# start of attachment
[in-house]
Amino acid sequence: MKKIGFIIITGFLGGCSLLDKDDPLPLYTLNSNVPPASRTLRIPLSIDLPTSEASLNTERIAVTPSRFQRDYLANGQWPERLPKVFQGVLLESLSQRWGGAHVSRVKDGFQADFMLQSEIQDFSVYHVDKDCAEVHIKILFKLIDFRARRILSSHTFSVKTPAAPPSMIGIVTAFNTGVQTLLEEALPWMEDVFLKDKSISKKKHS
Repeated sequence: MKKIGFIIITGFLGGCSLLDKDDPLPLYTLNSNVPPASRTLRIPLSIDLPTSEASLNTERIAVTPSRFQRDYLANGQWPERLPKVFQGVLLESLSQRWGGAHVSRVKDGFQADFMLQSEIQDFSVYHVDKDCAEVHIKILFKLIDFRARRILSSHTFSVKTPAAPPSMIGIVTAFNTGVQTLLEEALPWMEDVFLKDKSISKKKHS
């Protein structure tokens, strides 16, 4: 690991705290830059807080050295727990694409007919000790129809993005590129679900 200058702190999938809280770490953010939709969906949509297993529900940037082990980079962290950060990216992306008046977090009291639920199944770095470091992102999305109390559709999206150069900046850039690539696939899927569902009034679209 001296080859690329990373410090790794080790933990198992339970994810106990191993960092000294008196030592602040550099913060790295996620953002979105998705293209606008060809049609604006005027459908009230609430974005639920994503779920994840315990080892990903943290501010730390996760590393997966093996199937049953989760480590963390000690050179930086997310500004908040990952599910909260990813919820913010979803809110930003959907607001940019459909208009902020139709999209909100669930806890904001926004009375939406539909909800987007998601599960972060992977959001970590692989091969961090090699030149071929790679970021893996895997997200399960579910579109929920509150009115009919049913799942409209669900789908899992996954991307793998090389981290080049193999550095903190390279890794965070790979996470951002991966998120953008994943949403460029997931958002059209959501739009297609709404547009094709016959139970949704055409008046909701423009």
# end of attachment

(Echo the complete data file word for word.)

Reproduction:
[in-house]
Amino acid sequence: MKKIGFIIITGFLGGCSLLDKDDPLPLYTLNSNVPPASRTLRIPLSIDLPTSEASLNTERIAVTPSRFQRDYLANGQWPERLPKVFQGVLLESLSQRWGGAHVSRVKDGFQADFMLQSEIQDFSVYHVDKDCAEVHIKILFKLIDFRARRILSSHTFSVKTPAAPPSMIGIVTAFNTGVQTLLEEALPWMEDVFLKDKSISKKKHS
Repeated sequence: MKKIGFIIITGFLGGCSLLDKDDPLPLYTLNSNVPPASRTLRIPLSIDLPTSEASLNTERIAVTPSRFQRDYLANGQWPERLPKVFQGVLLESLSQRWGGAHVSRVKDGFQADFMLQSEIQDFSVYHVDKDCAEVHIKILFKLIDFRARRILSSHTFSVKTPAAPPSMIGIVTAFNTGVQTLLEEALPWMEDVFLKDKSISKKKHS
């Protein structure tokens, strides 16, 4: 690991705290830059807080050295727990694409007919000790129809993005590129679900 200058702190999938809280770490953010939709969906949509297993529900940037082990980079962290950060990216992306008046977090009291639920199944770095470091992102999305109390559709999206150069900046850039690539696939899927569902009034679209 001296080859690329990373410090790794080790933990198992339970994810106990191993960092000294008196030592602040550099913060790295996620953002979105998705293209606008060809049609604006005027459908009230609430974005639920994503779920994840315990080892990903943290501010730390996760590393997966093996199937049953989760480590963390000690050179930086997310500004908040990952599910909260990813919820913010979803809110930003959907607001940019459909208009902020139709999209909100669930806890904001926004009375939406539909909800987007998601599960972060992977959001970590692989091969961090090699030149071929790679970021893996895997997200399960579910579109929920509150009115009919049913799942409209669900789908899992996954991307793998090389981290080049193999550095903190390279890794965070790979996470951002991966998120953008994943949403460029997931958002059209959501739009297609709404547009094709016959139970949704055409008046909701423009």